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Meet the Women in Seats of Power

When it comes to the leadership of local towns, villages, and cities, women in the Palm Beaches have broken the glass ceiling. Here, we profile three of the county’s female mayors, all of whom share a forward-thinking vision, camaraderie with one another, and enthusiasm for those who will serve next.

Mayor Danielle Hickox Moore. Photo by Carrie Bradburn
Mayor Danielle Hickox Moore. Photo by Carrie Bradburn

Tradition in a New Age

Danielle Hickox Moore took the helm of the Town of Palm Beach in 2021, following half a dozen years on the town council and involvement with town commissions before that—but her roots run even deeper. A Palm Beach native, Moore’s mother, Lesly Smith, was mayor from 2000 to 2005 and her stepfather, Earl E.T. Smith, was mayor from 1971 to 1977. “I think it’s an amazing legacy,” Moore says. 

While Moore acknowledges that these times are different—citing how social media has changed the game for those in leadership—she also believes that Palm Beach has a unique heritage of strong women serving on the town council. She says that the women she’s worked with on the council and various commissions are thoughtful, tenacious, and “know how to stick to their guns and move things forward once they’ve made up their minds.”

Mayor Danielle Hickox Moore. Photo by Carrie Bradburn
Mayor Danielle Hickox Moore. Photo by Carrie Bradburn

She encourages all residents, especially young people, to make a difference where they live, by serving on a commission or with a civic organization like the Town of Palm Beach United Way. “Some people wouldn’t think they have the expertise to serve, but there is always a way to get involved,” she says.

Moore isn’t sure if her daughters, ages 13 and 14, will follow in her footsteps since they currently find her job “boring,” even if Moore assures that it’s not. “I absolutely love my job [and] love meeting new people,” she says. “There’s always a time [when] new ideas and new perspectives come to the forefront.” Such ideas that she’s worked on include building the new town marina, transitioning utility lines underground, addressing retirement funding for town employees, and updating the town’s building code.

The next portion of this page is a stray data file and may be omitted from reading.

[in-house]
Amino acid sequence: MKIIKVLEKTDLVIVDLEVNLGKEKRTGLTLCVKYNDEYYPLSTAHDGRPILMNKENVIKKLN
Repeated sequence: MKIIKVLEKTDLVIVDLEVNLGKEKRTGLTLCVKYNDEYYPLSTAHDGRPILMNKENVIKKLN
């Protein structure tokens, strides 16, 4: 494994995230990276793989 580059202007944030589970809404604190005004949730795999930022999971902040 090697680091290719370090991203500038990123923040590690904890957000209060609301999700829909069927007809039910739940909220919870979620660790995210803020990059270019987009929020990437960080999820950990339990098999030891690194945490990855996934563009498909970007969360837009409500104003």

For future leaders, common sense is “a good attribute to have,” Moore says. “And a little Teflon on your skin doesn’t hurt.”

Mayor Anne Gerwig. Photo by Carrie Bradburn
Mayor Anne Gerwig. Photo by Carrie Bradburn

Making Connections

If you’re going to run for a local office, know your community, says Anne Gerwig, who has served as mayor of Wellington since 2016. “The No. 1 quality of a good leader is to be connected to the community.”

Gerwig forged her connections through her three now-grown children—in playgroups, as a school volunteer, and helping to build new parks. She first served on the village council in 2010 and has lived in Wellington for 34 years, growing up near West Palm Beach, where horses pastured behind her house. “I think I was born to be the mayor of Wellington,” she quips. 

Mayor Anne Gerwig. Photo by Carrie Bradburn
Mayor Anne Gerwig. Photo by Carrie Bradburn

Education has long been a priority for Gerwig. She has been involved in implementing programs at Wellington and Palm Beach Central high schools, including a mock village council for senior government students and a summer internship program to mentor rising seniors, helping them to become workforce ready. One of her most memorable moments was participating in Read for the Record, a competition among other city councils to read aloud to as many school children as possible. She recalls one instance when, after she was introduced to a classroom of kindergartners, a student exclaimed, “My mayor is a girl!”